At base, the war is about matters overwhelmingly internal to the Muslim world. America has been attacked and will continue to be attacked not because the Islamists hate our freedoms and liberties or even because we are their main enemy. We are being attacked because of the unrelentingly interventionist foreign policies our bipartisan political class has pursued in the Muslim world for more than 35 years. This interventionism — as Dr. Paul so well argues — has involved us in other peoples’ wars in which America has no genuine national interests at stake, most notably in the Arab-Israeli religious war. We were attacked in Yemen, Somalia, Saudi Arabia, East Africa, Yemen, again, New York, Washington, and now in Iraq and Afghanistan because of our decades-long record of interventionist policies, which have included unqualified and unconscionable support for Israel and equally unconscionable and unqualified support and protection for Muslim tyrannies like Saudi Arabia. So mindless has been what Dr. Paul terms “hyperintervention” [p. 16] that the United States finds itself in the absurd position of being the major backer and protector of both sides in the Arab-Israeli religious war, Saudi Arabia and Israel. As Dr. Paul rightly says, the Islamists’ “grievances are basically that we’re u2018over there,” [p. 18] and we are “over there” because of the lust of U.S. leaders to intervene. “The point is a simple one,” Dr. Paul concludes, “when our government meddles around the world, it can stir up hornet’s nests and thereby jeopardize the safety of the American people. That’s just common sense. But hardly anyone dares to level with the American people about our fiasco of a foreign policy.” [p. 19]
Hardly anyone, that is, except Dr. Paul. In The Revolution, Dr. Paul has some kind things to say about my work, that of Dr. Robert Pape, and for the studies of others who have tried to focus Americans on the growing dangers to the United States posed by their political class’s overseas interventionism. Always the self-deprecating gentleman, Dr. Paul does not mention that it is really those of us he compliments who ought to be thanking him for making it possible to begin a debate on the issue of interventionism. Without Dr. Paul’s courage, persistence, and the popularity of his non-interventionist views among Americans in their mid-20s to mid-30s — which must be profoundly disturbing to the two major parties — there would be no such debate and bipartisan interventionism would continue to be the unquestioned order of the day.
Dr. Paul’s detailed and outspoken defiance of our political elite’s interventionist gospel, however, has begun to expand what Alexis de Tocqueville called the remarkably closed circle of acceptable speech in America. Dr. Paul’s success is evident in that non-interventionists can now speak publicly and be smeared as appeasers, America-haters, and anti-Semites no more than 80-percent of the time. This, believe me, is a marked improvement as compared to several years ago. And in an April, 2008, talk I gave about my book Marching Towards Hell to San Francisco’s World Affairs Council and Chicago’s Global Affairs Council, I tried in the following brief digression to make a small payment on the large debt all non-interventionists owe Dr. Paul. “And, if I may be frank,” I said to the hospitable San Franciscans and Chicagoans,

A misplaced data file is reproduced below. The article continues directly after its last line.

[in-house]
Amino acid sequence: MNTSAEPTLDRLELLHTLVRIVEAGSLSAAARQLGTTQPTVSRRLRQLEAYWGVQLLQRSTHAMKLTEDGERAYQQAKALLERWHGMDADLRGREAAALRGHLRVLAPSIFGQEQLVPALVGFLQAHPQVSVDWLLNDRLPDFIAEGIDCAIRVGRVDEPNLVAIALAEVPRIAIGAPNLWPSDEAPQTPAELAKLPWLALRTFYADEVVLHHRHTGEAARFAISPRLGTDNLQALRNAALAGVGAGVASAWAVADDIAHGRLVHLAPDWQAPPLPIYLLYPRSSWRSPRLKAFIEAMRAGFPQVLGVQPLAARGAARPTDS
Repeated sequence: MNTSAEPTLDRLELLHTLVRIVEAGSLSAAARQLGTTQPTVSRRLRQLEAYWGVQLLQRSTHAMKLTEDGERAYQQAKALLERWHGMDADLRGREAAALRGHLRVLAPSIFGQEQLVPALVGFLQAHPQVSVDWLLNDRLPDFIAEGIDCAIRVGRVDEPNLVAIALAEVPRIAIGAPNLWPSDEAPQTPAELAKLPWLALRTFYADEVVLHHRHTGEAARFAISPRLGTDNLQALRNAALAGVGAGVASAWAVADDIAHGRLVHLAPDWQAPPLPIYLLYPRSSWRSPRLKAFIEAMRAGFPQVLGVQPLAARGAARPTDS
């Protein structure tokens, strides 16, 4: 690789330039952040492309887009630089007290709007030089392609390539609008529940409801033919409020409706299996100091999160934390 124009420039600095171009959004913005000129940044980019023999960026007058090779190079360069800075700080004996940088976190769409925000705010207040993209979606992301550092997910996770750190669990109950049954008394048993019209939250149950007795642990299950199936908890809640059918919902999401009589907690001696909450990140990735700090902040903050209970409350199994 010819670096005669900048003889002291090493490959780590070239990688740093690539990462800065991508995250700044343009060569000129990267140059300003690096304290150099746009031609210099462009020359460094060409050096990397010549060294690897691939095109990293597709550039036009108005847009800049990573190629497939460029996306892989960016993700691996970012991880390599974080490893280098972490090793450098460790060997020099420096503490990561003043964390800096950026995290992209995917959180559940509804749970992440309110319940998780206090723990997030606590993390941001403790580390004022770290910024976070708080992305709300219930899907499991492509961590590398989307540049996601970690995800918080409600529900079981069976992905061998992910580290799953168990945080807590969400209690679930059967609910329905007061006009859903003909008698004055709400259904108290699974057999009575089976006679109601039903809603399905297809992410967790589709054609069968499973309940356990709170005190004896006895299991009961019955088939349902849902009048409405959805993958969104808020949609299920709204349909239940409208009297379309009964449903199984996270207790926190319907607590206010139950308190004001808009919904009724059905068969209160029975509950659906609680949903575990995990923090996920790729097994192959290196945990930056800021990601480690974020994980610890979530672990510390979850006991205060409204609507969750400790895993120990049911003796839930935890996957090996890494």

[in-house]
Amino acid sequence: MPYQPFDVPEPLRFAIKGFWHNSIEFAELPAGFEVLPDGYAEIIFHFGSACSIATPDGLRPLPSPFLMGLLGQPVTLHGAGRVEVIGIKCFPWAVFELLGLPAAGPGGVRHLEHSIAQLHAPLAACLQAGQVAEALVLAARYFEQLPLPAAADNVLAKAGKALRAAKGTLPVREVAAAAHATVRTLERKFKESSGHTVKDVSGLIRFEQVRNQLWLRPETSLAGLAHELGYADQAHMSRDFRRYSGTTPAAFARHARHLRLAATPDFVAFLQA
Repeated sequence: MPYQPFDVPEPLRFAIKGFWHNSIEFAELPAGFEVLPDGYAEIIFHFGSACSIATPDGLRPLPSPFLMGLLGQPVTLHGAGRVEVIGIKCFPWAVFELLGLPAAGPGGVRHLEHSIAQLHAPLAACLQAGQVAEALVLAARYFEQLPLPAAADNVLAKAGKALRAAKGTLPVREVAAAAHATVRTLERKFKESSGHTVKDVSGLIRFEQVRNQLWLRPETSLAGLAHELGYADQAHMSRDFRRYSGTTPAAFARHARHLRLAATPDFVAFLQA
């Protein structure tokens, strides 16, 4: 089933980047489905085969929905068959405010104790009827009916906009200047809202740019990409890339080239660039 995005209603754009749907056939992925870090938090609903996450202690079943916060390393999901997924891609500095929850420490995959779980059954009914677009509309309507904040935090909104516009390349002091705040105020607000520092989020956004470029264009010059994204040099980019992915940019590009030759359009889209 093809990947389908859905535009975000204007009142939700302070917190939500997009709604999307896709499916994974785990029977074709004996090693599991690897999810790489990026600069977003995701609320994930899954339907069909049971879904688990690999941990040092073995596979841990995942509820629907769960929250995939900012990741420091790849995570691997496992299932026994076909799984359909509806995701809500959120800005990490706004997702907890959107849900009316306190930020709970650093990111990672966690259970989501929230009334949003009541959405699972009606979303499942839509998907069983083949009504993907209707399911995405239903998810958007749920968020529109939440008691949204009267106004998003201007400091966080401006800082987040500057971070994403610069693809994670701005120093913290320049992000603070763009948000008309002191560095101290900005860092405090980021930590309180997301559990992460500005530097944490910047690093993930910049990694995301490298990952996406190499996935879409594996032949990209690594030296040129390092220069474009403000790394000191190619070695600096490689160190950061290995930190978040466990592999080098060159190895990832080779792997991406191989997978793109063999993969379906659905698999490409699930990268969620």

“Americans today face no bigger threat to their national security than Senators McCain, Obama, and Clinton who in May 2007, along with those presidential candidates now withdrawn, condemned and tried to silence Texas Congressman Ron Paul for speaking the truth. When Dr. Paul said that the Islamists attacked us on 9/11 because we had been intervening in their world for more than fifty years, he spoke the non-partisan truth on behalf of all of us.”
And, yet, Dr. Paul was dismissed as absurd by most of his fellow candidates, and faced demands that he recant and apologize. On that occasion, free speech was acceptable only if it meshed with our political class’s all-party line, which is summed up in the phrase: “The terrorists hate us for who we are, not for what we do.” Today, this is the quite dishonest operating assumption of Senators McCain, Clinton, and Obama.
The most important impact of this sorry episode, however, is that Dr. Paul’s fellow candidates and the unctuous media deliberately halted the first post-9/11 foreign policy discussion among senior U.S. politicians that would have worried Osama bin Laden and his allies. When Dr. Paul told Americans the truth and was shunted aside by other candidates and the media, bin Laden and his ilk breathed a heavy sigh of relief. For the time being, bin Laden’s only indispensable ally — the status quo in U.S. foreign policy — was safe.
To conclude, I can only urge Americans to get Dr. Paul’s The Revolution; read and think about it; and then share and talk about it with your family and friends. But be prepared to feel a new burden of responsibility in your life because Dr. Paul makes it clear that America’s future is in its citizens’ hands. Again at the risk of angering this site’s readers, Dr. Paul’s book will tell you exactly what Mr. Lincoln told Americans 170 years ago: “If destruction be our lot, we must ourselves be its author and finisher. As a nation of freemen, we must live through all time, or die by suicide.” Dr. Paul recognizes this reality and closes his book with the simple sentence: “Let the Revolution begin.” [p. 167]
And so let it, but let us first underscore the importance of Dr. Paul’s exhortation by remembering that it must begin from our recognition of duty. “But when a long train of abuses and usurpations, pursuing invariably the same Object,” a certain Mr. T. Jefferson of Virginia wrote in the summer of 1776, “evinces a design to reduce them [Americans] under absolute Despotism, it is their right, it is their duty, to throw off such Government, and to provide new Guards for their future security.” Perhaps Dr. Paul should have written: “Do your duty Americans, let the revolution begin.”